Perth sperm donor Adam Hooper on DIY tour hopes to impregnate single women desperate for a baby
One of Australia’s most in-demand sperm donors has flown interstate to donate to dozens of local women.
Adam Hooper will depart Western Australia to Brisbane this weekend to impregnate women desperate to have babies.
Hopeful moms who ovulate during the 37-year-old’s 10-day visit will receive an immediate sperm donation in a cup.
While it is illegal in Australia to accept payment for donations, travel, parking or medical expenses can be reimbursed by its grateful recipients.
Dozens of hopeful mothers are hoping they will meet the donor as more leave conventional clinics that are running out of sperm samples.
Adam Hooper (pictured) is set to travel to Brisbane from Western Australia this weekend to help impregnate just a handful of the dozens of women dying to have a baby
Mr. Hooper has high hopes that his DIY tour could be the start of a close-knit mother group who will be able to bond through their children’s shared DNA.
Ingrid Stefaniw, from Brisbane, is 12 weeks pregnant with Mr Hooper’s baby after spending $13,000 on an unsuccessful IVF treatment.
That said the 35-year-old courier post She first connected with the donor through his Facebook page, Sperm Donation Australia.
The group has more than 1,500 members and matches sperm donors with singles or couples hoping for a baby.
After 82 online appointments that meant nothing, Ms Stefaniw took matters into her own hands and flew to Perth to collect a donation from Mr Hooper.
She said she feels “safe” in the knowledge that her child can contact him because the donor gives his offspring the opportunity to contact him before they turn 18.
Hopeful moms who ovulate during the 37-year-old’s 10-day visit will receive an immediate sperm donation in a cup
Traditionally, donor privacy is protected until the children come of age, with their identification details being shared with government health registries.
Mr. Hooper, who has two children of his own and 20 offspring fathered by donors, began donating his sperm to give others the gift of raising a child.
He said unlike other donors, he is willing to be a part of the children’s lives and happy that they have a photo of him or call him if they need it.
“I want the kids to know where they’re coming from — too many donor kids have to spend years tracking down their fathers,” he said.
The donor’s Facebook group is constantly attracting new members, with the majority of the group being single women in their 30s and 40s.
Greta French-Kennedy, a yoga teacher, is hoping to conceive with a donation from Mr Hooper after not getting pregnant with a previous sperm donor.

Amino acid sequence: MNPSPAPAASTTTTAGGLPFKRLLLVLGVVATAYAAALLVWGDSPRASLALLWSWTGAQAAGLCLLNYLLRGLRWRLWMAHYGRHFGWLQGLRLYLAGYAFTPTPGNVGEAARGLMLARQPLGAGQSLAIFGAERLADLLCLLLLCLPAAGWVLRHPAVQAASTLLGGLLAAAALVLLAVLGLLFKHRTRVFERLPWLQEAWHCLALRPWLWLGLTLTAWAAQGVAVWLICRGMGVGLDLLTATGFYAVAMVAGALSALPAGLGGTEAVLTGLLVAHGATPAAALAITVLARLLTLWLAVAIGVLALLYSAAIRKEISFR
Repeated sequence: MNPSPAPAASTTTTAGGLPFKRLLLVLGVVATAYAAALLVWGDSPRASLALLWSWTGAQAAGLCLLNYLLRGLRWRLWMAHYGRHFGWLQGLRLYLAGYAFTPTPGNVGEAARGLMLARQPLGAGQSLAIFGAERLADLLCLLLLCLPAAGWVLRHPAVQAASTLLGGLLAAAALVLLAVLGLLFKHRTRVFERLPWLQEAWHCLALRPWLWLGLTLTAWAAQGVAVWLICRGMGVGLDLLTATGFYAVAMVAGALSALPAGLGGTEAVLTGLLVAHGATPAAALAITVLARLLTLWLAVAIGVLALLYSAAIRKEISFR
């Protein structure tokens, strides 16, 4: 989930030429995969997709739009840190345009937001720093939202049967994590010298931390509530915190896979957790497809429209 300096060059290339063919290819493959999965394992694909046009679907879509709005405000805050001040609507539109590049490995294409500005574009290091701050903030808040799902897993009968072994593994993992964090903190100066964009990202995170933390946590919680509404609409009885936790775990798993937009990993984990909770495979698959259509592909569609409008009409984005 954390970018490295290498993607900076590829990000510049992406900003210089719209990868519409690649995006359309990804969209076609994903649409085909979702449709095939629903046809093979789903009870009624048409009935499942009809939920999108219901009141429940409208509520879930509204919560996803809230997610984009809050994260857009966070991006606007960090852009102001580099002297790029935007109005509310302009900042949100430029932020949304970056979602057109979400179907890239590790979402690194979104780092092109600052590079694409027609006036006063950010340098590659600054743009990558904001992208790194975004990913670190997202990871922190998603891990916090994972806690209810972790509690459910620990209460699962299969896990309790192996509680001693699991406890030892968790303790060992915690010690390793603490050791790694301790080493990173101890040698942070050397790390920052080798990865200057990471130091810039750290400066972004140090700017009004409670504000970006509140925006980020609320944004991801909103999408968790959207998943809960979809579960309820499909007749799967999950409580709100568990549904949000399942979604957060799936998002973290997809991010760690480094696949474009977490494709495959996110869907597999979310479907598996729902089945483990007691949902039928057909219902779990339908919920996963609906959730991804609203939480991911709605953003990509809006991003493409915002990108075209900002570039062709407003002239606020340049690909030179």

The 37-year-old said the idea of being part of a mothers’ group whose children share the same father sounds “amazing”.
“I love the idea that the kid can contact Adam if they want to,” she said.
Mr Hooper said Ms French-Kennedy’s donation would likely have to be exchanged at the airport due to time constraints.
While it is illegal in Australia for donors to be paid for their sperm, travel, parking or medical expenses can be reimbursed by its grateful recipients
Other women who did not ovulate during the donor’s 10-day stay have expressed disappointment – with Mr Hooper, who is due to hold a seminar in Brisbane next weekend.
One woman said while she would not benefit from the tour, she hoped it would stimulate more conversation about private giving in Queensland.
Another said it would be a “dream come true” if things worked out with Mr. Hooper.
“Imagine you were in a mothers group with the kids who are all related, what a lovely concept,” she told the Courier Mail.
Experts warned that unregulated donations like Mr Hooper’s would result in more women going underground to receive life-changing sperm.
Mr Hooper’s Sperm Donation Australia Facebook group is constantly attracting new members, with the majority of the group being single women in their 30s and 40s
IVF Australia in NSW said healthy men between the ages of 21 and 45 who were willing to donate sperm without payment were encouraged to donate a sample.
Sperm Donors Australia said donor sperm was “extremely scarce” due to a dwindling number of samples donated during the Covid-19 pandemic.
As the number of donors dwindled, so did the number of single women and same-sex couples vying for a sample, with clinics struggling to meet demand.
Virtus Health, Australia’s largest IVF provider, launched a campaign in May it hoped would encourage sperm and egg donation.
Since there is no financial incentive for donors, many donate sperm or eggs because they are directly affected by fertility problems.